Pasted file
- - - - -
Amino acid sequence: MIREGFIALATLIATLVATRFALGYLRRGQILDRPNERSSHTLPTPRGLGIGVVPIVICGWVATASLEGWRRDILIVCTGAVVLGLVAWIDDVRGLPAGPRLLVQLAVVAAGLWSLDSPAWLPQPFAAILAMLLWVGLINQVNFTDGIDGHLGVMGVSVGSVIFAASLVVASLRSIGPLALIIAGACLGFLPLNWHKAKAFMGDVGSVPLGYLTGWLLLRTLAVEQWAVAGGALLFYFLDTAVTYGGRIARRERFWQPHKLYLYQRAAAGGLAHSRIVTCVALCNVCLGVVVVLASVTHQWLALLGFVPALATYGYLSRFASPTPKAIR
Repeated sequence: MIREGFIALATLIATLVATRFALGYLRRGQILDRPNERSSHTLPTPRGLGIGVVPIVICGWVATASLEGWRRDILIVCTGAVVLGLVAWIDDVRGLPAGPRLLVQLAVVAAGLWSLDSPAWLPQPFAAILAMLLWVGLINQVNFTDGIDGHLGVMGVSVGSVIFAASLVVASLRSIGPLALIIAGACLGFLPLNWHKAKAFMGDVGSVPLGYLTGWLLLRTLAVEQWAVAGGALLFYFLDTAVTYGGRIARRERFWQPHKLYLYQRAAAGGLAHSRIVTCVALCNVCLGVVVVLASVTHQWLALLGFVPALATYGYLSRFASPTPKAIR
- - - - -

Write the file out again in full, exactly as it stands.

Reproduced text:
Amino acid sequence: MIREGFIALATLIATLVATRFALGYLRRGQILDRPNERSSHTLPTPRGLGIGVVPIVICGWVATASLEGWRRDILIVCTGAVVLGLVAWIDDVRGLPAGPRLLVQLAVVAAGLWSLDSPAWLPQPFAAILAMLLWVGLINQVNFTDGIDGHLGVMGVSVGSVIFAASLVVASLRSIGPLALIIAGACLGFLPLNWHKAKAFMGDVGSVPLGYLTGWLLLRTLAVEQWAVAGGALLFYFLDTAVTYGGRIARRERFWQPHKLYLYQRAAAGGLAHSRIVTCVALCNVCLGVVVVLASVTHQWLALLGFVPALATYGYLSRFASPTPKAIR
Repeated sequence: MIREGFIALATLIATLVATRFALGYLRRGQILDRPNERSSHTLPTPRGLGIGVVPIVICGWVATASLEGWRRDILIVCTGAVVLGLVAWIDDVRGLPAGPRLLVQLAVVAAGLWSLDSPAWLPQPFAAILAMLLWVGLINQVNFTDGIDGHLGVMGVSVGSVIFAASLVVASLRSIGPLALIIAGACLGFLPLNWHKAKAFMGDVGSVPLGYLTGWLLLRTLAVEQWAVAGGALLFYFLDTAVTYGGRIARRERFWQPHKLYLYQRAAAGGLAHSRIVTCVALCNVCLGVVVVLASVTHQWLALLGFVPALATYGYLSRFASPTPKAIR